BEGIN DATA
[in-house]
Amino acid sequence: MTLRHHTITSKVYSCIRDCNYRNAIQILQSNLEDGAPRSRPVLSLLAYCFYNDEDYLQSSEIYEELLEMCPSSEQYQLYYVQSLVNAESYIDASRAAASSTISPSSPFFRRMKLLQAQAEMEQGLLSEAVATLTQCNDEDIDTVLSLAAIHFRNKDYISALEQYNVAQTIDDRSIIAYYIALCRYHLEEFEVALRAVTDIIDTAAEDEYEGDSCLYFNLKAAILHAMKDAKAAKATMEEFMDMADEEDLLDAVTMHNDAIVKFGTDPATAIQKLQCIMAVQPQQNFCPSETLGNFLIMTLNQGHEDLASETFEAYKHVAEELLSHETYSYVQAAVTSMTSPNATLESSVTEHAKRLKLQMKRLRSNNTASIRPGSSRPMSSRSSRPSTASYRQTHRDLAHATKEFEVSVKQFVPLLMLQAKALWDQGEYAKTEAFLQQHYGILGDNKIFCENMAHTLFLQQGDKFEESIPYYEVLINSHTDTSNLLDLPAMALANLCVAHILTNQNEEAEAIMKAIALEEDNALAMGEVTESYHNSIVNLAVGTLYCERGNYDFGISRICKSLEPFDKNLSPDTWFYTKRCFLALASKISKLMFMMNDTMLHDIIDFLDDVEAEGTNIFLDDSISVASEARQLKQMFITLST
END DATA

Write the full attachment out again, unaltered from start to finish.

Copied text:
[in-house]
Amino acid sequence: MTLRHHTITSKVYSCIRDCNYRNAIQILQSNLEDGAPRSRPVLSLLAYCFYNDEDYLQSSEIYEELLEMCPSSEQYQLYYVQSLVNAESYIDASRAAASSTISPSSPFFRRMKLLQAQAEMEQGLLSEAVATLTQCNDEDIDTVLSLAAIHFRNKDYISALEQYNVAQTIDDRSIIAYYIALCRYHLEEFEVALRAVTDIIDTAAEDEYEGDSCLYFNLKAAILHAMKDAKAAKATMEEFMDMADEEDLLDAVTMHNDAIVKFGTDPATAIQKLQCIMAVQPQQNFCPSETLGNFLIMTLNQGHEDLASETFEAYKHVAEELLSHETYSYVQAAVTSMTSPNATLESSVTEHAKRLKLQMKRLRSNNTASIRPGSSRPMSSRSSRPSTASYRQTHRDLAHATKEFEVSVKQFVPLLMLQAKALWDQGEYAKTEAFLQQHYGILGDNKIFCENMAHTLFLQQGDKFEESIPYYEVLINSHTDTSNLLDLPAMALANLCVAHILTNQNEEAEAIMKAIALEEDNALAMGEVTESYHNSIVNLAVGTLYCERGNYDFGISRICKSLEPFDKNLSPDTWFYTKRCFLALASKISKLMFMMNDTMLHDIIDFLDDVEAEGTNIFLDDSISVASEARQLKQMFITLST